A man without a profession, without a skill to feed himself and his family, is at the mercy of any person with power. In Africa this is ubiquitous and forces most people to be at the mercy of corruption and unscrupulous men with money.

Add to this missing a limb and life could be difficult. Ano lost his arm at 18 in a motorcycle accident in. He is now 24, although when I first met him, I thought he was 16.

Losing his arm was a difficult thing for Ano, but when I met him years later, he was a respectful, content person, living with his parents and family, which is not out of the ordinary in Africa, and raising rats for sale to eat (they are field rats, bigger and tastier than a American rats.)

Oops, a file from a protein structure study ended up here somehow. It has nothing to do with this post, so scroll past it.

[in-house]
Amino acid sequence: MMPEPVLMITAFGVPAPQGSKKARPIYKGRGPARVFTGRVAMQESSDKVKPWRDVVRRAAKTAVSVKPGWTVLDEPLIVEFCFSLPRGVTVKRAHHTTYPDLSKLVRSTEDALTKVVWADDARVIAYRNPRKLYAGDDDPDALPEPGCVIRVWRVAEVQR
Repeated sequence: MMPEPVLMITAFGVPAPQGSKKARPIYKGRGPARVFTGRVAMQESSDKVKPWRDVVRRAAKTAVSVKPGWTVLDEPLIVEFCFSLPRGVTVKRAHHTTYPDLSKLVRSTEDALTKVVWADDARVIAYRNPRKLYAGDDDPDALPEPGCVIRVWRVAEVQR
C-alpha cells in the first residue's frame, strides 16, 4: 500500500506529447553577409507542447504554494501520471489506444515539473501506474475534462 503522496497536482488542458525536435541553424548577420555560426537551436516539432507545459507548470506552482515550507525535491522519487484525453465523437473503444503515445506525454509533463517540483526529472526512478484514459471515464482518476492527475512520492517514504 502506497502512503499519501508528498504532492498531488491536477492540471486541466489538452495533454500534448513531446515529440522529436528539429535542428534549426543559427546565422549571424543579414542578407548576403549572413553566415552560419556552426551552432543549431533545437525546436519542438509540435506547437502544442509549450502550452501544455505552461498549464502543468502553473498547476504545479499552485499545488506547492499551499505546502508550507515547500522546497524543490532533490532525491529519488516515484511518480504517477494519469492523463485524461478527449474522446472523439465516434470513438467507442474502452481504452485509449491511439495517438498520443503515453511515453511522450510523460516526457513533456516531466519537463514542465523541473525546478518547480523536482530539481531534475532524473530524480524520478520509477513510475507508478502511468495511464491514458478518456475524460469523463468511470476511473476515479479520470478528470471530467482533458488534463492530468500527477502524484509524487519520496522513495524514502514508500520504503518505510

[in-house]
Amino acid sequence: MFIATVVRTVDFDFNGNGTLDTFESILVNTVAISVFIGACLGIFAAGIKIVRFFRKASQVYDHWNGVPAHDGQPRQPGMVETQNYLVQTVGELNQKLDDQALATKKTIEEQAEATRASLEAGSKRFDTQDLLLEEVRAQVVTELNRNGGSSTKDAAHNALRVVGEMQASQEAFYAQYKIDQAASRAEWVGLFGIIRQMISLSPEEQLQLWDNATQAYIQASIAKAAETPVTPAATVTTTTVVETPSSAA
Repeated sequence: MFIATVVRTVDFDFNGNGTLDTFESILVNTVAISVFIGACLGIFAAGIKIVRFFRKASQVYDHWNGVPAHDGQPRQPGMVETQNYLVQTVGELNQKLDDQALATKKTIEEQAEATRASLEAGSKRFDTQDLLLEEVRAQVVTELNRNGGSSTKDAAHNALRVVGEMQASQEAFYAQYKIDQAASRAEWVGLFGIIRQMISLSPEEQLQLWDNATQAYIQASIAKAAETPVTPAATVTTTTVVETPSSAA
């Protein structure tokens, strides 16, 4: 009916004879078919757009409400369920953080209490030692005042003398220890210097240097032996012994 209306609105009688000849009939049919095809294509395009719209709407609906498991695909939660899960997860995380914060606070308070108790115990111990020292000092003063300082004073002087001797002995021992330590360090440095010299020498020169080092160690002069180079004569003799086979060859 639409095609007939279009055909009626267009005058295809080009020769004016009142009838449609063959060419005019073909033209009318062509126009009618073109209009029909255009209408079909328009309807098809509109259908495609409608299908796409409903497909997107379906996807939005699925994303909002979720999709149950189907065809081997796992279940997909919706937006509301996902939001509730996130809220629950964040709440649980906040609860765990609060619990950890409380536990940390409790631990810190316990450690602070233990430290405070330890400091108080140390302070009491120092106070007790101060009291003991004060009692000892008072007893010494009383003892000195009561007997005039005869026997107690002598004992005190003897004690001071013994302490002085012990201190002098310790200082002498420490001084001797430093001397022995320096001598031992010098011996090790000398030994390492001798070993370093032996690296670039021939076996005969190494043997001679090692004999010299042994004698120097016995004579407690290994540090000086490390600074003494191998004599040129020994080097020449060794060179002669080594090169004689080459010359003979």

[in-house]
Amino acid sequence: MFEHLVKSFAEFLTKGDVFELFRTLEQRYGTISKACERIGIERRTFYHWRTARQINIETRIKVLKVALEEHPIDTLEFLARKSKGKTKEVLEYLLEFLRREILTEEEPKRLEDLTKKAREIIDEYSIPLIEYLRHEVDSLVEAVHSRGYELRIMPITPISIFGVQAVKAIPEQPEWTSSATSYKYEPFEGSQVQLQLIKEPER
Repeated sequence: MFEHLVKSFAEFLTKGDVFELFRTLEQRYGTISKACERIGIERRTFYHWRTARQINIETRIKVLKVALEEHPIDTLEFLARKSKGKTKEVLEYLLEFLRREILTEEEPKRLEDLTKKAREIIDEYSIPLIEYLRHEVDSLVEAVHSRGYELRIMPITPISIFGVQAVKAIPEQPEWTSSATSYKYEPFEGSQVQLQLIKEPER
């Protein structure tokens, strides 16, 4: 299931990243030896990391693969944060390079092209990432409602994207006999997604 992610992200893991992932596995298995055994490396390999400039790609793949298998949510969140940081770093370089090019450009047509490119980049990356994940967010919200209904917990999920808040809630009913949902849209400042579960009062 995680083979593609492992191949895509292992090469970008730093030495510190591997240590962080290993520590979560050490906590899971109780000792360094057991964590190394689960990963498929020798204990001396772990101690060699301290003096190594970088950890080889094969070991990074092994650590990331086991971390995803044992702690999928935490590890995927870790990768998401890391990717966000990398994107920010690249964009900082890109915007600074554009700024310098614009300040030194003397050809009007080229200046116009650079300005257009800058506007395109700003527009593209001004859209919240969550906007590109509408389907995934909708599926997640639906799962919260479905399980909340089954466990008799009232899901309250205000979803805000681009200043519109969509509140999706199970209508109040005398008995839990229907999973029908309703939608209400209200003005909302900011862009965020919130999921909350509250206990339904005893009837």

Aladji first came up to me with the idea to have him run the AADB office that he was in the process of opening in Bangou. I didn’t know him so I asked first to talk to him first.

His missing arm has not diminished his enthusiasm for learning computers. His disability only makes him work harder than most others to learn computers.

After a few months of training, which AADB has paid in full for him, he is doing a great job running the AABD office, typing and printing documents, making photocopies helping clients as well as Aladji run the AADB ‘pied a terre’.

Ano is someone that AADB can point to and proudly say we have helped make his life better.